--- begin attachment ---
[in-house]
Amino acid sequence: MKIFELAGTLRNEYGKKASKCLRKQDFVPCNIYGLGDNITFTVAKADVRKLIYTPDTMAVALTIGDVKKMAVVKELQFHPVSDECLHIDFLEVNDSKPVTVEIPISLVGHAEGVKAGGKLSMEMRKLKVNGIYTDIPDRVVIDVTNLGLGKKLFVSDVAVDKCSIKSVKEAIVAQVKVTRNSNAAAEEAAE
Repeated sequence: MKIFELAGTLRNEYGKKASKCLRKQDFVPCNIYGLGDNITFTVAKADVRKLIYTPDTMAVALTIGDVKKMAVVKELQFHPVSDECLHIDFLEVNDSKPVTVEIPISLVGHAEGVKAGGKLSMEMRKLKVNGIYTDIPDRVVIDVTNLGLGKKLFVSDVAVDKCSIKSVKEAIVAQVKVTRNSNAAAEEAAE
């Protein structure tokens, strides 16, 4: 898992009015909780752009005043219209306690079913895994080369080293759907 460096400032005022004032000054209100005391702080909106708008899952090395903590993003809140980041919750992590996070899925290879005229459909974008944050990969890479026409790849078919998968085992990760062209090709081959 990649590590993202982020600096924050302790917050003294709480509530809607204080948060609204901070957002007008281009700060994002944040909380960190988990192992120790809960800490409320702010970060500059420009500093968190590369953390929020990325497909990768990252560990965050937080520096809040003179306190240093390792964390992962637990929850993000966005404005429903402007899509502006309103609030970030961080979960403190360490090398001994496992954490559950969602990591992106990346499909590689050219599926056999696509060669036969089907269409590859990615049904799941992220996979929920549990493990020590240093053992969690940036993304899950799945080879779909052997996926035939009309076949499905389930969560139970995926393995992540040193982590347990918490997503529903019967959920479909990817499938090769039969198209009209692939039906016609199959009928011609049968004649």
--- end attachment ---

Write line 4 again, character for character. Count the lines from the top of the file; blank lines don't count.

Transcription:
């Protein structure tokens, strides 16, 4: 898992009015909780752009005043219209306690079913895994080369080293759907 460096400032005022004032000054209100005391702080909106708008899952090395903590993003809140980041919750992590996070899925290879005229459909974008944050990969890479026409790849078919998968085992990760062209090709081959 990649590590993202982020600096924050302790917050003294709480509530809607204080948060609204901070957002007008281009700060994002944040909380960190988990192992120790809960800490409320702010970060500059420009500093968190590369953390929020990325497909990768990252560990965050937080520096809040003179306190240093390792964390992962637990929850993000966005404005429903402007899509502006309103609030970030961080979960403190360490090398001994496992954490559950969602990591992106990346499909590689050219599926056999696509060669036969089907269409590859990615049904799941992220996979929920549990493990020590240093053992969690940036993304899950799945080879779909052997996926035939009309076949499905389930969560139970995926393995992540040193982590347990918490997503529903019967959920479909990817499938090769039969198209009209692939039906016609199959009928011609049968004649």